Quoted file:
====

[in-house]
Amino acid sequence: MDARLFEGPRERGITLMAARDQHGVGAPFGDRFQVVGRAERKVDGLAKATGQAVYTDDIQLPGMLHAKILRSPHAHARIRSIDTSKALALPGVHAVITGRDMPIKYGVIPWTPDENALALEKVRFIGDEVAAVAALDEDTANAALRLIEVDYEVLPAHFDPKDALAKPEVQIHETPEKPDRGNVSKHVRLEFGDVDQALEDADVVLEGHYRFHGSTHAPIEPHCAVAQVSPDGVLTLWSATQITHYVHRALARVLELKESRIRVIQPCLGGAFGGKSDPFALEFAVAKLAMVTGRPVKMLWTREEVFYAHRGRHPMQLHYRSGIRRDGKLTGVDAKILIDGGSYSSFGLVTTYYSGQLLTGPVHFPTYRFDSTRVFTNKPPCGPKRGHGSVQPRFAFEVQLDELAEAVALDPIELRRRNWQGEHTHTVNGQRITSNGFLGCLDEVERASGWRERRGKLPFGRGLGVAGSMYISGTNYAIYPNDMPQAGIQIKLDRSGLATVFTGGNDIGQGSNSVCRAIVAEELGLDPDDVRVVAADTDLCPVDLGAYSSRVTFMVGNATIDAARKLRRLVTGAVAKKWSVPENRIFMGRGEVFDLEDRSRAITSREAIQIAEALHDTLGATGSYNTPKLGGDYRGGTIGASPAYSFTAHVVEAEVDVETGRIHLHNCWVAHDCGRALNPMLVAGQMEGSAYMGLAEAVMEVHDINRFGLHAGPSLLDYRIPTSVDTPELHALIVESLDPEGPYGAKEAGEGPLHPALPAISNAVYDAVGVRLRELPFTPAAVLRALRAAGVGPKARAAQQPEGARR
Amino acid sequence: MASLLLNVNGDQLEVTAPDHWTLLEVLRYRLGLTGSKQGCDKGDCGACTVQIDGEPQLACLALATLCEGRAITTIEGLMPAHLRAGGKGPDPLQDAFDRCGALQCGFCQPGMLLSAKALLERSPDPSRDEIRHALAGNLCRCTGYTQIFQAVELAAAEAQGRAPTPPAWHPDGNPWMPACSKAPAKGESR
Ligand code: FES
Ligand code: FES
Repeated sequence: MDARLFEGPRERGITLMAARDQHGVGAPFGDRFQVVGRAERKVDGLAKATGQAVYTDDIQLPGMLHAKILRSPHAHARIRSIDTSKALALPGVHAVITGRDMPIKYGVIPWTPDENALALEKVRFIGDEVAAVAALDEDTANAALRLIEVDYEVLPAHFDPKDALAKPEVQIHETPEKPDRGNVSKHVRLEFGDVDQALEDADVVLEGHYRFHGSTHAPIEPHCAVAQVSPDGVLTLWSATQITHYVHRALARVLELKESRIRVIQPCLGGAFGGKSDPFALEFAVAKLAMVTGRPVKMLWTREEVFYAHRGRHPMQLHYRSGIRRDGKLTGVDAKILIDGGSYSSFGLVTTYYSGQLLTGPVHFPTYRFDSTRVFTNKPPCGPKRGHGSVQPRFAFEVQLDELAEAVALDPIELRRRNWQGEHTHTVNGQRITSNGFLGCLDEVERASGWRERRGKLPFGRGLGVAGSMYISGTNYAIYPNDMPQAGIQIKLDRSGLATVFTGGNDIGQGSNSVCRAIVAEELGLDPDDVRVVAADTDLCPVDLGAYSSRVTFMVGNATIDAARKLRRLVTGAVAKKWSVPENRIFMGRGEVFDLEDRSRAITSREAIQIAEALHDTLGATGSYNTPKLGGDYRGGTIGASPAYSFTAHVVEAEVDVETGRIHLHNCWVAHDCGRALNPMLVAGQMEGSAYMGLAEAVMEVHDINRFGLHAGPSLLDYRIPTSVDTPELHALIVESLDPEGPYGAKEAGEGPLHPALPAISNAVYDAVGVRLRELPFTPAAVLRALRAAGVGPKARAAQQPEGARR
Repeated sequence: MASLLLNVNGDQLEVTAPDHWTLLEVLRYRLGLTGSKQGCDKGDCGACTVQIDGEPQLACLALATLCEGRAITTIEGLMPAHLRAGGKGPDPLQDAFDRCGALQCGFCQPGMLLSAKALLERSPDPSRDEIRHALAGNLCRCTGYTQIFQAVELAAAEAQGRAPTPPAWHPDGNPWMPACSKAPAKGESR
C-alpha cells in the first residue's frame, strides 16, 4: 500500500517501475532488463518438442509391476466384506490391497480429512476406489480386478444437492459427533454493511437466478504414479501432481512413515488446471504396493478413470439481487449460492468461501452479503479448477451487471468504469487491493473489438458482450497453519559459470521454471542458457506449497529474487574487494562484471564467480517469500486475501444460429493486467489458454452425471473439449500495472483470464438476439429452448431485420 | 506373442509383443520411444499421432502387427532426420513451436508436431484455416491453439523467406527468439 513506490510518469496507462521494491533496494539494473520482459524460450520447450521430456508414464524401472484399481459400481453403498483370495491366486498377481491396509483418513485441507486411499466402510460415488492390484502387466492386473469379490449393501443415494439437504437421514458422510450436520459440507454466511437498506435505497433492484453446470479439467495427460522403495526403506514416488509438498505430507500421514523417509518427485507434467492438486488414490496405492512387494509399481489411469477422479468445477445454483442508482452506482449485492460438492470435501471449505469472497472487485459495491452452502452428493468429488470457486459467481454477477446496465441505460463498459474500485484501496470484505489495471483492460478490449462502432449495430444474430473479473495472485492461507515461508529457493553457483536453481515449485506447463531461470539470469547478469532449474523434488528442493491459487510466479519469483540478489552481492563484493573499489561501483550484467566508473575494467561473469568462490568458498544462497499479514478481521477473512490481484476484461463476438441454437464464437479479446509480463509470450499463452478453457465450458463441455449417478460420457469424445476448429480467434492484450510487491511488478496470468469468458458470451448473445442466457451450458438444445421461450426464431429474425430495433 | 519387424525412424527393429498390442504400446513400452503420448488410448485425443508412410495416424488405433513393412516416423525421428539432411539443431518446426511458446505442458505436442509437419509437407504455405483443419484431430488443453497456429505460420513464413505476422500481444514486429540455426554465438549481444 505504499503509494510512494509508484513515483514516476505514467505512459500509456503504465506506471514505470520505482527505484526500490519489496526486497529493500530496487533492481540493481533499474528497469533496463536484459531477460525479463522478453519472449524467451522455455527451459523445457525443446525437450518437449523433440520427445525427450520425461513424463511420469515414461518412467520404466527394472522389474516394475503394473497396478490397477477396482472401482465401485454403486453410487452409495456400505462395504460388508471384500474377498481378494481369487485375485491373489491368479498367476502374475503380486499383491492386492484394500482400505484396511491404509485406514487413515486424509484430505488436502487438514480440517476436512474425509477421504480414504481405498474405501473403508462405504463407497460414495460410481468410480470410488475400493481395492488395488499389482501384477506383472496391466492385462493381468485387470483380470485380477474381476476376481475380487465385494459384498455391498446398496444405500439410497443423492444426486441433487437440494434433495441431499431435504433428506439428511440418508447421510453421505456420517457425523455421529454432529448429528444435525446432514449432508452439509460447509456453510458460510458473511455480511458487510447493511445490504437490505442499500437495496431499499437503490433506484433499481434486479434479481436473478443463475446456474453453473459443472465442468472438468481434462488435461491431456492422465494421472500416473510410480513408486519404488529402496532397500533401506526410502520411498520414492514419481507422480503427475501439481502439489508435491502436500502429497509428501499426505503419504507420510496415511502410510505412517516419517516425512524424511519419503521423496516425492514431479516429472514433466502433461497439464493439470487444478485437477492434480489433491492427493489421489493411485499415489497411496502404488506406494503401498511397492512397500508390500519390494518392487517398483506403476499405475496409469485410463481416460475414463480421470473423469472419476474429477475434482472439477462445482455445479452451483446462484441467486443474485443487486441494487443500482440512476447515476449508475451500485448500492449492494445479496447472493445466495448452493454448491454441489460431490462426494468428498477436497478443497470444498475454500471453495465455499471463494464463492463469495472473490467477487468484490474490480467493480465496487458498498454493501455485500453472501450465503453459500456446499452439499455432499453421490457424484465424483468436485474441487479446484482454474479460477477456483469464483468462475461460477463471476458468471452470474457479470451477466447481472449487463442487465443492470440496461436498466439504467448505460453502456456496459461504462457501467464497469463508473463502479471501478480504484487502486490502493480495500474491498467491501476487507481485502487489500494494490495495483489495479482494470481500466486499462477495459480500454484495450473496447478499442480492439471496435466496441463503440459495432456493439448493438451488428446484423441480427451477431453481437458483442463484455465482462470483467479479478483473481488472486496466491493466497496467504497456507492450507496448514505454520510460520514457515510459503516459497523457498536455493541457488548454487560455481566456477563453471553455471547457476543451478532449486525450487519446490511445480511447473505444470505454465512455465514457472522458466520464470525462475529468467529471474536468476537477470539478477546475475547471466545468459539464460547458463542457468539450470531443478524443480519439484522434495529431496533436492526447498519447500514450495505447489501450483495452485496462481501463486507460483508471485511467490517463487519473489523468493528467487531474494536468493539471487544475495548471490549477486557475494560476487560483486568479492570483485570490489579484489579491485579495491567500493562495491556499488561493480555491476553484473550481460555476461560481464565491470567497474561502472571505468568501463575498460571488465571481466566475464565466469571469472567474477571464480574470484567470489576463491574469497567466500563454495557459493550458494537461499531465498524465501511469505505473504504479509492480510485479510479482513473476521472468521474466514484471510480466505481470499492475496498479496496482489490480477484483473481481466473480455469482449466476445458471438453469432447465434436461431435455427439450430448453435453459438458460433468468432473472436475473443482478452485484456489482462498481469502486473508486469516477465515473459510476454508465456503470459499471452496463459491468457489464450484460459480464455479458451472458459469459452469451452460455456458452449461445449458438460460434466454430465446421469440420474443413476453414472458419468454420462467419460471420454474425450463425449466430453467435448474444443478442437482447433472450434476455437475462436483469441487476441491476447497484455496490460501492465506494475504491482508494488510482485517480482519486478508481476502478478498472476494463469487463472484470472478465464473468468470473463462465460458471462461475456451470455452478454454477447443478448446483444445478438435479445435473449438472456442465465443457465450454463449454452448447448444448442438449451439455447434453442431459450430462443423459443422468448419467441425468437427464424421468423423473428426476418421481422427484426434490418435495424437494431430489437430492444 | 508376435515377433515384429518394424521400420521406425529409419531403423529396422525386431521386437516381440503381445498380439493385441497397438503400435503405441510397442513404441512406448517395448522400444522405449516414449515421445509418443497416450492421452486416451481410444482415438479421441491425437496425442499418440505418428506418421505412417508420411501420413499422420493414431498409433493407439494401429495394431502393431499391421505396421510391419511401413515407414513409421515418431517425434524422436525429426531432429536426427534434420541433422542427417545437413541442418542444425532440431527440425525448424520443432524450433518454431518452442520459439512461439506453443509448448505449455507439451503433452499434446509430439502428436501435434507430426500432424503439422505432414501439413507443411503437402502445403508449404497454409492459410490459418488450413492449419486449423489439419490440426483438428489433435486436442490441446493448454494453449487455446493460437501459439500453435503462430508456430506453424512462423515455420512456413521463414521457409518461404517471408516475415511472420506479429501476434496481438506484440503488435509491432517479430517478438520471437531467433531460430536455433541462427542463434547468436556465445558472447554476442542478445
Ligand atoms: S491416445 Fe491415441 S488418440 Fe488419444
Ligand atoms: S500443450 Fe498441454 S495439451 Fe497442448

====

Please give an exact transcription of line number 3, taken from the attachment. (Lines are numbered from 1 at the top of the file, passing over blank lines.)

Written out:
Amino acid sequence: MASLLLNVNGDQLEVTAPDHWTLLEVLRYRLGLTGSKQGCDKGDCGACTVQIDGEPQLACLALATLCEGRAITTIEGLMPAHLRAGGKGPDPLQDAFDRCGALQCGFCQPGMLLSAKALLERSPDPSRDEIRHALAGNLCRCTGYTQIFQAVELAAAEAQGRAPTPPAWHPDGNPWMPACSKAPAKGESR